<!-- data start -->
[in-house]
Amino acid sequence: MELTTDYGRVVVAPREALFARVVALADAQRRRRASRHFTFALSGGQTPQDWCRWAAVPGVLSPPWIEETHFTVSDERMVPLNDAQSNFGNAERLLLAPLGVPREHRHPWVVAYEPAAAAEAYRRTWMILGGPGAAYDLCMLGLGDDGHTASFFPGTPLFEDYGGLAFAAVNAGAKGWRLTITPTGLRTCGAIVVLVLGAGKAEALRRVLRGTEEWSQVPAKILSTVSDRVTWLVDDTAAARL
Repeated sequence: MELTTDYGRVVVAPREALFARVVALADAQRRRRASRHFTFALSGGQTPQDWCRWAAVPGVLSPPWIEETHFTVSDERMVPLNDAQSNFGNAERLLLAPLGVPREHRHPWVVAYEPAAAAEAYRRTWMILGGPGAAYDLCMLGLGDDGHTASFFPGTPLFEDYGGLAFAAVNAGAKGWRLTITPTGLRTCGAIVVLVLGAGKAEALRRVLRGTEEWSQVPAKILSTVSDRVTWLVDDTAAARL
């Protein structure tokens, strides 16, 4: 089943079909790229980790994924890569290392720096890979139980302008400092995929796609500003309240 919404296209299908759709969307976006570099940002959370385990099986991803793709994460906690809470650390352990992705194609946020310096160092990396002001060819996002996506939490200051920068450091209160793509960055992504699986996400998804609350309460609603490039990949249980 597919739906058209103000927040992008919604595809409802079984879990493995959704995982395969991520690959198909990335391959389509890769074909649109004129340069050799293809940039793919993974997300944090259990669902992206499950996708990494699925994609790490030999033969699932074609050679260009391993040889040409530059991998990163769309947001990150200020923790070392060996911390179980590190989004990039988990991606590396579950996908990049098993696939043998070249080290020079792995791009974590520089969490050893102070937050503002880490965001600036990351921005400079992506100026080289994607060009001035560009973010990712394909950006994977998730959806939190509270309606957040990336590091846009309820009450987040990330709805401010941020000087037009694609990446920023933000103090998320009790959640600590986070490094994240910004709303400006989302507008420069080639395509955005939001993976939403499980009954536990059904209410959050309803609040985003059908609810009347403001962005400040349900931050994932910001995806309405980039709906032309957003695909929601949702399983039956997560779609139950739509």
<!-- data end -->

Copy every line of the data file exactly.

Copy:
[in-house]
Amino acid sequence: MELTTDYGRVVVAPREALFARVVALADAQRRRRASRHFTFALSGGQTPQDWCRWAAVPGVLSPPWIEETHFTVSDERMVPLNDAQSNFGNAERLLLAPLGVPREHRHPWVVAYEPAAAAEAYRRTWMILGGPGAAYDLCMLGLGDDGHTASFFPGTPLFEDYGGLAFAAVNAGAKGWRLTITPTGLRTCGAIVVLVLGAGKAEALRRVLRGTEEWSQVPAKILSTVSDRVTWLVDDTAAARL
Repeated sequence: MELTTDYGRVVVAPREALFARVVALADAQRRRRASRHFTFALSGGQTPQDWCRWAAVPGVLSPPWIEETHFTVSDERMVPLNDAQSNFGNAERLLLAPLGVPREHRHPWVVAYEPAAAAEAYRRTWMILGGPGAAYDLCMLGLGDDGHTASFFPGTPLFEDYGGLAFAAVNAGAKGWRLTITPTGLRTCGAIVVLVLGAGKAEALRRVLRGTEEWSQVPAKILSTVSDRVTWLVDDTAAARL
């Protein structure tokens, strides 16, 4: 089943079909790229980790994924890569290392720096890979139980302008400092995929796609500003309240 919404296209299908759709969307976006570099940002959370385990099986991803793709994460906690809470650390352990992705194609946020310096160092990396002001060819996002996506939490200051920068450091209160793509960055992504699986996400998804609350309460609603490039990949249980 597919739906058209103000927040992008919604595809409802079984879990493995959704995982395969991520690959198909990335391959389509890769074909649109004129340069050799293809940039793919993974997300944090259990669902992206499950996708990494699925994609790490030999033969699932074609050679260009391993040889040409530059991998990163769309947001990150200020923790070392060996911390179980590190989004990039988990991606590396579950996908990049098993696939043998070249080290020079792995791009974590520089969490050893102070937050503002880490965001600036990351921005400079992506100026080289994607060009001035560009973010990712394909950006994977998730959806939190509270309606957040990336590091846009309820009450987040990330709805401010941020000087037009694609990446920023933000103090998320009790959640600590986070490094994240910004709303400006989302507008420069080639395509955005939001993976939403499980009954536990059904209410959050309803609040985003059908609810009347403001962005400040349900931050994932910001995806309405980039709906032309957003695909929601949702399983039956997560779609139950739509």